32,520 research outputs found

    Improving the quality of consent to randomised controlled trials by using continuous consent and clinician training in the consent process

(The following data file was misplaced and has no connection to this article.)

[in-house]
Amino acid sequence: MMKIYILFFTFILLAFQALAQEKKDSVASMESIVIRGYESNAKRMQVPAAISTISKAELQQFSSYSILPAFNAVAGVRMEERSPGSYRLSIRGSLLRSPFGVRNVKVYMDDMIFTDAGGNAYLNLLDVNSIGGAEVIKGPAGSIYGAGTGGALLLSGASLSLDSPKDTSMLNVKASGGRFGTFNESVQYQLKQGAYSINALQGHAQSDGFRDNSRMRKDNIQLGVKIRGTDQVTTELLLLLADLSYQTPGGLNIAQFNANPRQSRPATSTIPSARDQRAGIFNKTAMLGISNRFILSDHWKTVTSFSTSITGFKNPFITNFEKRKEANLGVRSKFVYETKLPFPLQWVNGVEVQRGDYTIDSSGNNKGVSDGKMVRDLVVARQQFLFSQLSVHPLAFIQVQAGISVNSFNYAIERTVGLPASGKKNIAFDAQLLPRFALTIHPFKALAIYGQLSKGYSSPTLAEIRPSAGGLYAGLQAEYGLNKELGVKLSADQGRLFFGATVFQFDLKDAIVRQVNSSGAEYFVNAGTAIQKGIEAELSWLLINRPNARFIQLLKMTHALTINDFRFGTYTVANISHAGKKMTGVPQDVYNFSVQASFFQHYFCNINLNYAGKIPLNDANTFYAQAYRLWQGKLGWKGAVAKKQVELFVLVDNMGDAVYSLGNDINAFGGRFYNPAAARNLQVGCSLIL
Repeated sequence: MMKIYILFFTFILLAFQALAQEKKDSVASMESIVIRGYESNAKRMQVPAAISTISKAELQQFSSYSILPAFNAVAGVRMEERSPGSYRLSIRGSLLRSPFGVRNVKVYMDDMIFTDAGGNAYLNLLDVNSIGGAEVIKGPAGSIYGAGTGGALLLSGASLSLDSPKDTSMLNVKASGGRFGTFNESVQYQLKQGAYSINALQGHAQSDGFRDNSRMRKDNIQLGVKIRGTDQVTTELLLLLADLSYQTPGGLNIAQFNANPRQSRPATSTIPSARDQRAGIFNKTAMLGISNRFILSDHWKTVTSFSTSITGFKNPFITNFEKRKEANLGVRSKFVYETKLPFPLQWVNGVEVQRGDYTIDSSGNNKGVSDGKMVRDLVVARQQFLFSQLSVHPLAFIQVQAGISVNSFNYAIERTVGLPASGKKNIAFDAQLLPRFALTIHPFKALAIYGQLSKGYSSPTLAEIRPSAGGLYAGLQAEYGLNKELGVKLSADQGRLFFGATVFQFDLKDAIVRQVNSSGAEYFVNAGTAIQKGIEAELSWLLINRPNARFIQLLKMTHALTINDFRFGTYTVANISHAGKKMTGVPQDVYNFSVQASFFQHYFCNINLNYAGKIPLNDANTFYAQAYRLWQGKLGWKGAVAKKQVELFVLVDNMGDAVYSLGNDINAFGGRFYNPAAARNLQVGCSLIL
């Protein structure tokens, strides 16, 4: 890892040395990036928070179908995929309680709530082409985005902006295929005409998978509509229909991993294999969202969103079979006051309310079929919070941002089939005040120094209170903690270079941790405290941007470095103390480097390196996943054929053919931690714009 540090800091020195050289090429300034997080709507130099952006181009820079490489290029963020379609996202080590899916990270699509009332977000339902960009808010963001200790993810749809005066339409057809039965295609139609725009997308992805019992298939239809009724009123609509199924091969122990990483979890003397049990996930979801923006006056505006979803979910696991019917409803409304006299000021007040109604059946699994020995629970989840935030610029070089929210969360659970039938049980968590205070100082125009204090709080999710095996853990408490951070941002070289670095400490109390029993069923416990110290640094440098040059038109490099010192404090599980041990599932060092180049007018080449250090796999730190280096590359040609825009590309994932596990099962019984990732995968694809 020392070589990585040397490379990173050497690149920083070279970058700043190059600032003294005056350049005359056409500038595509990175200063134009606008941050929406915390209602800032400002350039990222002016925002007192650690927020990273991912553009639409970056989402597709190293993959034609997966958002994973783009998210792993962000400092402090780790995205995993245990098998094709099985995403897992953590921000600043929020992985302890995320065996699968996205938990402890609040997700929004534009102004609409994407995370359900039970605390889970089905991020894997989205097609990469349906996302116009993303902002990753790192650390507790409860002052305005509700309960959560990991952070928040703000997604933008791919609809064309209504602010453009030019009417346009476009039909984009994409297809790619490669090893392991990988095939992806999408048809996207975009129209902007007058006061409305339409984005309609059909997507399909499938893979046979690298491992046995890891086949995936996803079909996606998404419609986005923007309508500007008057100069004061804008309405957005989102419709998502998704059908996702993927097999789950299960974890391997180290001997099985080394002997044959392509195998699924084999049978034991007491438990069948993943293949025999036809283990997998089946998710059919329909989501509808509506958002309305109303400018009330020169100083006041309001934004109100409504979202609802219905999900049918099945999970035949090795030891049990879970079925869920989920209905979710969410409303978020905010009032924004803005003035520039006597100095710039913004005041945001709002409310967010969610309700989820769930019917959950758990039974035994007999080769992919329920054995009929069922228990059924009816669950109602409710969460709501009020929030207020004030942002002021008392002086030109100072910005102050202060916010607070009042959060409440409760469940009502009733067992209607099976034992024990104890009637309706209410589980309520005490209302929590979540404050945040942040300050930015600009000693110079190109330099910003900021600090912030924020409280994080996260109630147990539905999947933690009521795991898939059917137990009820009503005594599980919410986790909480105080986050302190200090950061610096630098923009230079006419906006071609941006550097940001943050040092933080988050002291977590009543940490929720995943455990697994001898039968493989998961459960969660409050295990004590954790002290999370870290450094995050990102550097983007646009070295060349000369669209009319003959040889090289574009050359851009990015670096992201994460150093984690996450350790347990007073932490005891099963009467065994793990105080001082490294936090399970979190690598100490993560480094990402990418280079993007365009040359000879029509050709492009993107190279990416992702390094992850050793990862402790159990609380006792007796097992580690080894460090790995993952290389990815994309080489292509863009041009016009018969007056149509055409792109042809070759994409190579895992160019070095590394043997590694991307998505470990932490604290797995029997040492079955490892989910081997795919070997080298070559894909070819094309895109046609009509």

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    Objectives: To assess whether continuous consent, a process whereby information is given to research participants at different stages in a trial, plus clinician training in that process was effective when used by clinicians gaining consent to the TOBY trial. The TOBY trial is a randomised controlled trial investigating the use of whole body cooling for neonates with evidence of perinatal asphyxia. Obtaining valid informed consent for TOBY is difficult; as such, it is a good test of the effectiveness of continuous consent. Methods: Semi-structured interviews were conducted with 30 sets of parents who gave consent to TOBY and with 10 clinicians who sought it using the continuous consent process. Analysis focused on the validity of parental consent based upon the consent components of competence, information, understanding and voluntariness. Results: 19/27 (70%) couples had no significant problems with consent validity at the point of signature. Problems lay mainly with the parents’ competence and understanding. Mothers particularly had competence problems in the early stages of consent. The understanding problems were primarily to do with side effects. Problems in both areas (competence and understanding) reduced markedly, particularly for mothers, in the post signature phase when further discussion took place. Randomisation was generally understood but unpopular. Clinicians did not always give information in stages during the short period of time available before parents gave consent. However, most clinicians were able to give follow up information. Discussion: The consent validity compares favourably with similar trials examined in a comparable study (the Euricon study). Conclusion: Researchers should consider adopting elements of the continuous consent process and clinician training in RCTs, particularly where they have concerns about the quality of consent they are likely to obtain using a conventional process.</p